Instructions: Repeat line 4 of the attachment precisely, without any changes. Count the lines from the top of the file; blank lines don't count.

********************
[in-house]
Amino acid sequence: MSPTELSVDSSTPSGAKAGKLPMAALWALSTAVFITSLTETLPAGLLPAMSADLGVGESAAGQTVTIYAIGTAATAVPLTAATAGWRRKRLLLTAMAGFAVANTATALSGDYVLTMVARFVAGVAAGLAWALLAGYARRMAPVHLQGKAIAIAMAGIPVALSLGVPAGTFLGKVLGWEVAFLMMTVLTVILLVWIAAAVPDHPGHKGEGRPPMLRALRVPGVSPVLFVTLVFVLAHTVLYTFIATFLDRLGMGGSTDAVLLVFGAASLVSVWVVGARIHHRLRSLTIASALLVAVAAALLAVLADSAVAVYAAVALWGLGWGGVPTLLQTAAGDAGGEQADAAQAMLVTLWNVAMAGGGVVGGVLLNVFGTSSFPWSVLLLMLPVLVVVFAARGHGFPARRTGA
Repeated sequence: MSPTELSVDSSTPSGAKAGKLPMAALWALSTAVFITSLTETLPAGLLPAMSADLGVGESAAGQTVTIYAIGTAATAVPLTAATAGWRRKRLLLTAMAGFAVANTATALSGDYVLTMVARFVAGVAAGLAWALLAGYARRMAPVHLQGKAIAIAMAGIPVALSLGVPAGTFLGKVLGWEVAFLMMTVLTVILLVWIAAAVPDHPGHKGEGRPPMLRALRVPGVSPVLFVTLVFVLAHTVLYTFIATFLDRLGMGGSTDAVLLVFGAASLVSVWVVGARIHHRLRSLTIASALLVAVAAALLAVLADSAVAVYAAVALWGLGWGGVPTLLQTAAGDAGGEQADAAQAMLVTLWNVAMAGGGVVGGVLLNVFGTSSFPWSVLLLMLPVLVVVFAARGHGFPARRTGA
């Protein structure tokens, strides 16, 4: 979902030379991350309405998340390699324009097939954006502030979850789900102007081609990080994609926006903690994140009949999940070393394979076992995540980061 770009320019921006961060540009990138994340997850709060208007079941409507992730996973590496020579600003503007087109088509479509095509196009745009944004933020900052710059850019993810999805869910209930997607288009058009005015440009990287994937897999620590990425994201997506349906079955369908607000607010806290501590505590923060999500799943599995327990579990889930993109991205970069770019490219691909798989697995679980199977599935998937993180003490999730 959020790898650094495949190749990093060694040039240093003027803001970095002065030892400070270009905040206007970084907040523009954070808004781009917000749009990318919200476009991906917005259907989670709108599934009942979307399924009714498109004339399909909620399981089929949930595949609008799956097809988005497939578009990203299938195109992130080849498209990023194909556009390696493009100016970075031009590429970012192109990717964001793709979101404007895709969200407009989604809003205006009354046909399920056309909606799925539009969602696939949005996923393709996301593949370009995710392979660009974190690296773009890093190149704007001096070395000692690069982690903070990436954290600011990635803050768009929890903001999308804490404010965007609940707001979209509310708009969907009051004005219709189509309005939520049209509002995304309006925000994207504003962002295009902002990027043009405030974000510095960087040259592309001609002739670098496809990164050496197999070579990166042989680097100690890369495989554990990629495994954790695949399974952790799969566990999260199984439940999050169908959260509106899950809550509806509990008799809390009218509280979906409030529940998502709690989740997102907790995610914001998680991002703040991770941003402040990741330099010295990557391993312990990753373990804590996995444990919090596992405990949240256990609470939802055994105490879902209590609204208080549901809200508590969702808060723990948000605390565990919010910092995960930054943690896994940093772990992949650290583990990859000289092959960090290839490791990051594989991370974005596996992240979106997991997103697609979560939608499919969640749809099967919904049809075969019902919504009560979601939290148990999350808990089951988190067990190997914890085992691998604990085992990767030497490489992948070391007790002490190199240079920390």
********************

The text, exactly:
């Protein structure tokens, strides 16, 4: 979902030379991350309405998340390699324009097939954006502030979850789900102007081609990080994609926006903690994140009949999940070393394979076992995540980061 770009320019921006961060540009990138994340997850709060208007079941409507992730996973590496020579600003503007087109088509479509095509196009745009944004933020900052710059850019993810999805869910209930997607288009058009005015440009990287994937897999620590990425994201997506349906079955369908607000607010806290501590505590923060999500799943599995327990579990889930993109991205970069770019490219691909798989697995679980199977599935998937993180003490999730 959020790898650094495949190749990093060694040039240093003027803001970095002065030892400070270009905040206007970084907040523009954070808004781009917000749009990318919200476009991906917005259907989670709108599934009942979307399924009714498109004339399909909620399981089929949930595949609008799956097809988005497939578009990203299938195109992130080849498209990023194909556009390696493009100016970075031009590429970012192109990717964001793709979101404007895709969200407009989604809003205006009354046909399920056309909606799925539009969602696939949005996923393709996301593949370009995710392979660009974190690296773009890093190149704007001096070395000692690069982690903070990436954290600011990635803050768009929890903001999308804490404010965007609940707001979209509310708009969907009051004005219709189509309005939520049209509002995304309006925000994207504003962002295009902002990027043009405030974000510095960087040259592309001609002739670098496809990164050496197999070579990166042989680097100690890369495989554990990629495994954790695949399974952790799969566990999260199984439940999050169908959260509106899950809550509806509990008799809390009218509280979906409030529940998502709690989740997102907790995610914001998680991002703040991770941003402040990741330099010295990557391993312990990753373990804590996995444990919090596992405990949240256990609470939802055994105490879902209590609204208080549901809200508590969702808060723990948000605390565990919010910092995960930054943690896994940093772990992949650290583990990859000289092959960090290839490791990051594989991370974005596996992240979106997991997103697609979560939608499919969640749809099967919904049809075969019902919504009560979601939290148990999350808990089951988190067990190997914890085992691998604990085992990767030497490489992948070391007790002490190199240079920390």